In any online conversation about consciousness, sooner or later someone is going to bring up philosophical zombies as an argument for consciousness being non-physical, or at least some portion of it. The Stanford Encyclopedia of Philosophy introduces the p-zombie concept as follows: Zombies in philosophy are imaginary creatures designed to illuminate problems about consciousness and its relation … Continue reading The problems with philosophical zombies
Click through for full sized version, and philosophical explanation if you're not familiar with David Chalmer's and Daniel Dennett's positions on philosophical zombies. Philosophy Humans - Existential Comics. I can't say I've ever been too impressed with the idea of a philosophical zombie. I could see maybe a zombie existing that behaves identically to a … Continue reading Zombies discussing philosophical zombies
This article at IO9 reminded me of the recent discussion some of us had on philosophical zombies. Ever heard of the philosophical zombie? It's a philosophical concept that rarely translates into physiology - until now. A case of false color-blindness makes us wonder: What's the difference between seeing something and knowing that you're seeing something? … Continue reading A limited color vision philosophical zombie?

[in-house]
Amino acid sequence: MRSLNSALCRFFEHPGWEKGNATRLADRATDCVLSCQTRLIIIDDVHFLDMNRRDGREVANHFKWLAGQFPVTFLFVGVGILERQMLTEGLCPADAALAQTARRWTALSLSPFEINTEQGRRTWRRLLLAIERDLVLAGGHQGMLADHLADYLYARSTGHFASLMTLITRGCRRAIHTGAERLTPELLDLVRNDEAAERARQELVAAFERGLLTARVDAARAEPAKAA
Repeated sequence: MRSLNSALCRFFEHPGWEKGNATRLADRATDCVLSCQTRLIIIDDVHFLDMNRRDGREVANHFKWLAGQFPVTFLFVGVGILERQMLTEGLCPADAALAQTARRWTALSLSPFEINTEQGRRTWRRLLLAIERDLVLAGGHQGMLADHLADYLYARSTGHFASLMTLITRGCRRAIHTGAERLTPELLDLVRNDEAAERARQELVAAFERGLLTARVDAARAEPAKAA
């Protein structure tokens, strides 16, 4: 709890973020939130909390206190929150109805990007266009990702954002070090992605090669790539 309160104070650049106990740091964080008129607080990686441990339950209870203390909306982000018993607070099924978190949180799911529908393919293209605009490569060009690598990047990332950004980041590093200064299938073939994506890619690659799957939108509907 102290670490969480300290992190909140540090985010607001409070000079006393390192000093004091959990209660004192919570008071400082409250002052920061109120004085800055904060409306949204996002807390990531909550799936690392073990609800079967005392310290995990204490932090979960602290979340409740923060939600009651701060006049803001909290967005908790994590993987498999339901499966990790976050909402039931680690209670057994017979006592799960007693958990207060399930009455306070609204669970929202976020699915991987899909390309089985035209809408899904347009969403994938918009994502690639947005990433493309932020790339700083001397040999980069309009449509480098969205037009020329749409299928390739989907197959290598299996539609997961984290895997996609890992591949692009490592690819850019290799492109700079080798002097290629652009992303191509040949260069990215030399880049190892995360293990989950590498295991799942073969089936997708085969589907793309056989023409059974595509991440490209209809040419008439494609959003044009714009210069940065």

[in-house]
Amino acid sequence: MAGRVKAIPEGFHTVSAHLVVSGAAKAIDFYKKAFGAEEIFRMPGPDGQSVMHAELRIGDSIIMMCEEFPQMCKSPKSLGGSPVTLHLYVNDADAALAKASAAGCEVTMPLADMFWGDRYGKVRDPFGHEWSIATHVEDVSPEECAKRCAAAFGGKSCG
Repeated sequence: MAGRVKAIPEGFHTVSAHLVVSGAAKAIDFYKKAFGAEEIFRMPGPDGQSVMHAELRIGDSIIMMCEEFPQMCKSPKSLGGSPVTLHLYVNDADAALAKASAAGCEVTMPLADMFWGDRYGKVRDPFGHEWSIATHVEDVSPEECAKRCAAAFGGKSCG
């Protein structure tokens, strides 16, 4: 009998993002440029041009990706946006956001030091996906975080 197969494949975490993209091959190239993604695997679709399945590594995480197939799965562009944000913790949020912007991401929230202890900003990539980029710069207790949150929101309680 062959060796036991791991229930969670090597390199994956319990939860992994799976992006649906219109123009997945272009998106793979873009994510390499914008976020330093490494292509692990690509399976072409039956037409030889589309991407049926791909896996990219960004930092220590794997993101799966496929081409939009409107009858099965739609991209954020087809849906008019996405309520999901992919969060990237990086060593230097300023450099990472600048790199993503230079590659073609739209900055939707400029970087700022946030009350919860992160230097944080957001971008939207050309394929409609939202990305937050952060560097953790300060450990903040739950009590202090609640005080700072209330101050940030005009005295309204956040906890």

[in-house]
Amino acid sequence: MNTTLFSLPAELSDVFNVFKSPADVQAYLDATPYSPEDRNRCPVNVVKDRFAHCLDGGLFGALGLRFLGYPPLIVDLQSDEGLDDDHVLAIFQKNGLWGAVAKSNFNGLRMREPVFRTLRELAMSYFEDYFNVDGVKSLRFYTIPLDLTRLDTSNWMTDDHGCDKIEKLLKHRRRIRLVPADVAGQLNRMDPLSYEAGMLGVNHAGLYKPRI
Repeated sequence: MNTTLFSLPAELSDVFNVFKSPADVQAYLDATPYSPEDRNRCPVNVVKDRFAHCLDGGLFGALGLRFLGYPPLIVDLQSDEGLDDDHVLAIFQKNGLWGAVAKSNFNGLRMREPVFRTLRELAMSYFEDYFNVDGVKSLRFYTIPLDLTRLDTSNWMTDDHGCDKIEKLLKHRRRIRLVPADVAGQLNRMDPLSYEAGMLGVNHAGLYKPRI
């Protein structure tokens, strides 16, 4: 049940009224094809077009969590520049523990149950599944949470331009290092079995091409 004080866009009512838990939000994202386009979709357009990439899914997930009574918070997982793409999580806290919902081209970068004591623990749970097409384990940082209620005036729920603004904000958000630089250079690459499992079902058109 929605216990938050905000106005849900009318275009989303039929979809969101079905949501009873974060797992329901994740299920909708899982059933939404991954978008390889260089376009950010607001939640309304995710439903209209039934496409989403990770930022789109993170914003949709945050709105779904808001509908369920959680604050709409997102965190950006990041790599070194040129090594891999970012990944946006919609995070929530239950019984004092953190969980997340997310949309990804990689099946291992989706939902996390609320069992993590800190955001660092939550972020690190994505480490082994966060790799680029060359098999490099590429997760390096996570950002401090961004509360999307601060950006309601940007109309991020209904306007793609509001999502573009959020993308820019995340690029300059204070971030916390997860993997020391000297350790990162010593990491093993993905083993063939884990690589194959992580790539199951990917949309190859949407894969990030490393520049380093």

The Turing Test is in the news this week, first with a wave of hype about a historical accomplishment, then with a secondary wave of skeptical scrutiny. The Turing Test was originally contemplated by Alan Turing in a 1950 paper. Turing envisaged it as an alternative to trying to determine if a machine could think. … Continue reading What does the Turing Test really mean?
Alan Turing was a pioneer in the field of computer science. One of the things he is famous for is the Turing test. At its core, this is a test about whether or not a machine, a computer, can convince a human that the machine is another human. The details of the specific test that … Continue reading Consciousness is in the eye of the beholder